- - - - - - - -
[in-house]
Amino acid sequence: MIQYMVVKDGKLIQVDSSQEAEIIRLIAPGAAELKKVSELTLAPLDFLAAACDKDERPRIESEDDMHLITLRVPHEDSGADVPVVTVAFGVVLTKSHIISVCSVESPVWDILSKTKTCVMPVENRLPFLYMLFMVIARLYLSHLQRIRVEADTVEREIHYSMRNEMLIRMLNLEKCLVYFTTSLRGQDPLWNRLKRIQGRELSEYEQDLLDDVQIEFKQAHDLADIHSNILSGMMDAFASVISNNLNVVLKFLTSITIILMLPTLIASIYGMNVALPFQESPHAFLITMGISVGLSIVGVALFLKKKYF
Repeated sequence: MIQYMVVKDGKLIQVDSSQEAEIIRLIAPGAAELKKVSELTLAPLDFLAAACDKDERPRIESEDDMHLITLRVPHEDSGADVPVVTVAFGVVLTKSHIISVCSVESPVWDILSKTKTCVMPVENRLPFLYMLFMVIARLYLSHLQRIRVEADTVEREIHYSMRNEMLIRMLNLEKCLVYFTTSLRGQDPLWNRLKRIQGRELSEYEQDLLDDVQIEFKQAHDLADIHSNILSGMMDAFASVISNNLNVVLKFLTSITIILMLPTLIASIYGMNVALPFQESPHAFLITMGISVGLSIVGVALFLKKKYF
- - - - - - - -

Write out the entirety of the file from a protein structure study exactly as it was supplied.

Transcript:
[in-house]
Amino acid sequence: MIQYMVVKDGKLIQVDSSQEAEIIRLIAPGAAELKKVSELTLAPLDFLAAACDKDERPRIESEDDMHLITLRVPHEDSGADVPVVTVAFGVVLTKSHIISVCSVESPVWDILSKTKTCVMPVENRLPFLYMLFMVIARLYLSHLQRIRVEADTVEREIHYSMRNEMLIRMLNLEKCLVYFTTSLRGQDPLWNRLKRIQGRELSEYEQDLLDDVQIEFKQAHDLADIHSNILSGMMDAFASVISNNLNVVLKFLTSITIILMLPTLIASIYGMNVALPFQESPHAFLITMGISVGLSIVGVALFLKKKYF
Repeated sequence: MIQYMVVKDGKLIQVDSSQEAEIIRLIAPGAAELKKVSELTLAPLDFLAAACDKDERPRIESEDDMHLITLRVPHEDSGADVPVVTVAFGVVLTKSHIISVCSVESPVWDILSKTKTCVMPVENRLPFLYMLFMVIARLYLSHLQRIRVEADTVEREIHYSMRNEMLIRMLNLEKCLVYFTTSLRGQDPLWNRLKRIQGRELSEYEQDLLDDVQIEFKQAHDLADIHSNILSGMMDAFASVISNNLNVVLKFLTSITIILMLPTLIASIYGMNVALPFQESPHAFLITMGISVGLSIVGVALFLKKKYF